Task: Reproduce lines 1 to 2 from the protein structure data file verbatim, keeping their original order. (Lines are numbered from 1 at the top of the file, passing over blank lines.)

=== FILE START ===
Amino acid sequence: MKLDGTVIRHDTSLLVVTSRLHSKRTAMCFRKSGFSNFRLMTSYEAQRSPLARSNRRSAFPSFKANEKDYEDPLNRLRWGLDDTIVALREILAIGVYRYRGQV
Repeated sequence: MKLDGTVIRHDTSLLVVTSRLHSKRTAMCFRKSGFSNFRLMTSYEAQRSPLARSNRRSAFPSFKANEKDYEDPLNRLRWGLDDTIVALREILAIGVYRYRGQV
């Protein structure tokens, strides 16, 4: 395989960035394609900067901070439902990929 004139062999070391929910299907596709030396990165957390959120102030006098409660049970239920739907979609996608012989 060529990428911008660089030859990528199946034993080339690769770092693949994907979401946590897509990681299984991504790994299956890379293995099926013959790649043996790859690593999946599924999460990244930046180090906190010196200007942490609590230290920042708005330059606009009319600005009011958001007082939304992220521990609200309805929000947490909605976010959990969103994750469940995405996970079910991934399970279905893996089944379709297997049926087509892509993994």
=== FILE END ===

Amino acid sequence: MKLDGTVIRHDTSLLVVTSRLHSKRTAMCFRKSGFSNFRLMTSYEAQRSPLARSNRRSAFPSFKANEKDYEDPLNRLRWGLDDTIVALREILAIGVYRYRGQV
Repeated sequence: MKLDGTVIRHDTSLLVVTSRLHSKRTAMCFRKSGFSNFRLMTSYEAQRSPLARSNRRSAFPSFKANEKDYEDPLNRLRWGLDDTIVALREILAIGVYRYRGQV